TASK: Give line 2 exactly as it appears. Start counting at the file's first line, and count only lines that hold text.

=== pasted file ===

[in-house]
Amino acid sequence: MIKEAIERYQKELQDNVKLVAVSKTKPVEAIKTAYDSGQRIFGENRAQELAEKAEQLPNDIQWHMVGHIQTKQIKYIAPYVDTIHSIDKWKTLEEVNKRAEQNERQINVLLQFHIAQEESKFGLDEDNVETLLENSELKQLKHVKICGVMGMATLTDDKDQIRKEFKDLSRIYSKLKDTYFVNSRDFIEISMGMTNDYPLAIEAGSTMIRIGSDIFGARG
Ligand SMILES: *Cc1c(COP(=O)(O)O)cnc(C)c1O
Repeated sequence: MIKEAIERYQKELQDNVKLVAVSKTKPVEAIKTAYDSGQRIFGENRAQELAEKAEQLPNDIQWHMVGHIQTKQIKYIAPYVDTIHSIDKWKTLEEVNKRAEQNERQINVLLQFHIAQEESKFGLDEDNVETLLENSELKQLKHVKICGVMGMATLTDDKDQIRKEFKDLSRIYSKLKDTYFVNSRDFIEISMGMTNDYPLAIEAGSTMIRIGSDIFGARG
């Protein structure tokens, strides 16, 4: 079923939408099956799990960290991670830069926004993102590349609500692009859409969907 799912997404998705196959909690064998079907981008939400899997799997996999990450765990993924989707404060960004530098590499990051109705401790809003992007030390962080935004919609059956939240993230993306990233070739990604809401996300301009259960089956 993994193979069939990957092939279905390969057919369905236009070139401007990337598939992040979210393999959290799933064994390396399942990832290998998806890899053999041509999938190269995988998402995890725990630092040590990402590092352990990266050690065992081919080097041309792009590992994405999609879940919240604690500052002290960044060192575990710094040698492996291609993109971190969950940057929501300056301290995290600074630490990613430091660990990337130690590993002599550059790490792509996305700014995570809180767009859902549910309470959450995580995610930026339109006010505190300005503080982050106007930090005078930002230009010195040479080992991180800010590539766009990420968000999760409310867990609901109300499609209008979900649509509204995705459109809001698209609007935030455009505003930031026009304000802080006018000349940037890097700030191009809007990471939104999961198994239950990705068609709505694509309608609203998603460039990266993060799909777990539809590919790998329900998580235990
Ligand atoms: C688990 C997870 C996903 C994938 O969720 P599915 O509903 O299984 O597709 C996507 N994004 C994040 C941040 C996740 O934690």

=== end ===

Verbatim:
Amino acid sequence: MIKEAIERYQKELQDNVKLVAVSKTKPVEAIKTAYDSGQRIFGENRAQELAEKAEQLPNDIQWHMVGHIQTKQIKYIAPYVDTIHSIDKWKTLEEVNKRAEQNERQINVLLQFHIAQEESKFGLDEDNVETLLENSELKQLKHVKICGVMGMATLTDDKDQIRKEFKDLSRIYSKLKDTYFVNSRDFIEISMGMTNDYPLAIEAGSTMIRIGSDIFGARG